Author Topic: Psoriasis in Fall and Winter: 7 Answers to Frequently Asked Questions  (Read 11252 times)

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Offline dr-awale

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For some people with psoriasis, fall and winter bring not only shorter days and colder temperatures, but worsening psoriasis symptoms.

Don’t despair. You don’t need to tough it out until spring, counting the days until you get some relief from psoriasis.

Here are answers to seven frequently asked questions about psoriasis in fall and winter.

Why do my psoriasis symptoms worsen in the fall and winter?
Dry air and low levels of exposure to sunlight’s ultraviolet rays likely cause worsening psoriasis symptoms during fall and winter.   

Not only are the winter days shorter, but most people tend to spend less time outside.  And, when they do brave the elements, they’re usually bundled up from head to toe.  All of these things add up to much less ultraviolet light from the sun, which eases psoriasis in spring and summer.   

Experts believe that ultraviolet light hinders the rapid growth of skin cells that is characteristic of psoriasis. So you may find that your psoriasis is more likely to flare and your plaques worsen when you spend less time in the sun.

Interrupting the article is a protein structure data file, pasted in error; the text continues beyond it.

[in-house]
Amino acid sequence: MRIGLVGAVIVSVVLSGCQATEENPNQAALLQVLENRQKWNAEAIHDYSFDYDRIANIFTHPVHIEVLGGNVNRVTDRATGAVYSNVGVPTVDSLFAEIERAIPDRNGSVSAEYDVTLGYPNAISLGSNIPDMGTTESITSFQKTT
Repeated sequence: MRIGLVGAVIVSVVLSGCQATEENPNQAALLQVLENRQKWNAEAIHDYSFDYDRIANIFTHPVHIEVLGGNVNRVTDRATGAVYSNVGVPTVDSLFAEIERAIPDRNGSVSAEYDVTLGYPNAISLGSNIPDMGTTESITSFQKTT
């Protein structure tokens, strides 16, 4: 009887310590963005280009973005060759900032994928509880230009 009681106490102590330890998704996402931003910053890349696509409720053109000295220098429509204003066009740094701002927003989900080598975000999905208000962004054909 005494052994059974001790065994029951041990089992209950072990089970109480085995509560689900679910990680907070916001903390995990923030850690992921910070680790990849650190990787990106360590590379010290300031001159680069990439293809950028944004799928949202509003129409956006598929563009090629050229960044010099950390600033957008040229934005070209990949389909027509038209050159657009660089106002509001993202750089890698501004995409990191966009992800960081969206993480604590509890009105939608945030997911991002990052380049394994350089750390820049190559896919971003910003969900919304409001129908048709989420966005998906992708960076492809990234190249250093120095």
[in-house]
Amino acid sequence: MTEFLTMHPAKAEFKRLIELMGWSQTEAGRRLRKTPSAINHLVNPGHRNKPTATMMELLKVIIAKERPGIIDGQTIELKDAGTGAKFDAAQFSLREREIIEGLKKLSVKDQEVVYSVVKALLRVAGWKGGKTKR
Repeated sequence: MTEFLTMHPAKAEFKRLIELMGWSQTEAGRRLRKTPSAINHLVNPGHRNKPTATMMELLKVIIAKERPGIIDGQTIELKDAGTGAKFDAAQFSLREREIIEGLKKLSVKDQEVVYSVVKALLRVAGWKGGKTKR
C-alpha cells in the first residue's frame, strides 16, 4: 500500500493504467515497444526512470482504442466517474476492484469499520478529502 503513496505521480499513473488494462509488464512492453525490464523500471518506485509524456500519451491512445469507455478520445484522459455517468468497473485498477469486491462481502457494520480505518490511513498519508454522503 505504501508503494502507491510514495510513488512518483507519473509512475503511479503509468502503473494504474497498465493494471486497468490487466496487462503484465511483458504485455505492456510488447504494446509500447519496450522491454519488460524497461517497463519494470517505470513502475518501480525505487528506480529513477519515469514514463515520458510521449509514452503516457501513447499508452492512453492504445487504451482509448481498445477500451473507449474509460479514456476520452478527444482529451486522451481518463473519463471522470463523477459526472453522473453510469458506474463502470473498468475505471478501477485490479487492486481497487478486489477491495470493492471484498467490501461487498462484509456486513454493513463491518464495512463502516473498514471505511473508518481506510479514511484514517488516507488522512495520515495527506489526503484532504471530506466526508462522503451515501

Also, the lack of humidity in the air outside and the dry heat in most buildings during the colder months can rob your skin of the moisture it needs. You may be able to alleviate dryness-related psoriasis symptoms by regularly moisturizing your skin and using a humidifier at home. If possible, humidify your office, too. 

How can I safely get the ultraviolet light my skin needs?
Don’t go running off to the tanning booth just yet -- there are safer ways to get your psoriasis-easing ultraviolet rays.

The medical use of light rays to treat psoriasis is known as phototherapy. A variety of options exist, which can be done in a doctor’s office, psoriasis clinic, or even the comfort of your home.

The form of light known as ultraviolet light B (UVB) seems to be the most beneficial for treating psoriasis. Your doctor may prescribe a certain amount of UVB exposure depending on your symptoms. If your doctor does choose this form of light therapy for your psoriasis, ask whether you should consider purchasing a home UVB unit.

Other phototherapy options for psoriasis treatment include the use of ultraviolet light A (UVA) in conjunction with special medications that respond to these light rays.

Looking for a reason to take a getaway to some tropical locale?  It could be just what the doctor ordered to ease your psoriasis symptoms. The beneficial effects of a sunny vacation in the middle of winter could help ease psoriasis symptoms for a few months.



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